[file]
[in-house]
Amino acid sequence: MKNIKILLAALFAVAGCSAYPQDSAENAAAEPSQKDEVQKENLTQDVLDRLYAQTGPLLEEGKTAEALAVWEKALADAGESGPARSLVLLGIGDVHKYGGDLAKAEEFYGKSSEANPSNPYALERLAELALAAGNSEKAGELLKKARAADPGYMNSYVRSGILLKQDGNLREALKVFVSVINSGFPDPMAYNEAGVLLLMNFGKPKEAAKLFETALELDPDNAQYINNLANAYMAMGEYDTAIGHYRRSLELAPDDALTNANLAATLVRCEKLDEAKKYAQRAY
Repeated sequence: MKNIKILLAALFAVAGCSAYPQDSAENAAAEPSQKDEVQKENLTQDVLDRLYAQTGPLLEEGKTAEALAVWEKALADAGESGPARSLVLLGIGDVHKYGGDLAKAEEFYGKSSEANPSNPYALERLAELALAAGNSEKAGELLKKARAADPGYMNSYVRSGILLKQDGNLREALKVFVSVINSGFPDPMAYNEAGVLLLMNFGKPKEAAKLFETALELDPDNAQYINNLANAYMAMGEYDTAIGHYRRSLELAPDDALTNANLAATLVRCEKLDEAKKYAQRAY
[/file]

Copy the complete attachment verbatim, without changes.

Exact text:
[in-house]
Amino acid sequence: MKNIKILLAALFAVAGCSAYPQDSAENAAAEPSQKDEVQKENLTQDVLDRLYAQTGPLLEEGKTAEALAVWEKALADAGESGPARSLVLLGIGDVHKYGGDLAKAEEFYGKSSEANPSNPYALERLAELALAAGNSEKAGELLKKARAADPGYMNSYVRSGILLKQDGNLREALKVFVSVINSGFPDPMAYNEAGVLLLMNFGKPKEAAKLFETALELDPDNAQYINNLANAYMAMGEYDTAIGHYRRSLELAPDDALTNANLAATLVRCEKLDEAKKYAQRAY
Repeated sequence: MKNIKILLAALFAVAGCSAYPQDSAENAAAEPSQKDEVQKENLTQDVLDRLYAQTGPLLEEGKTAEALAVWEKALADAGESGPARSLVLLGIGDVHKYGGDLAKAEEFYGKSSEANPSNPYALERLAELALAAGNSEKAGELLKKARAADPGYMNSYVRSGILLKQDGNLREALKVFVSVINSGFPDPMAYNEAGVLLLMNFGKPKEAAKLFETALELDPDNAQYINNLANAYMAMGEYDTAIGHYRRSLELAPDDALTNANLAATLVRCEKLDEAKKYAQRAY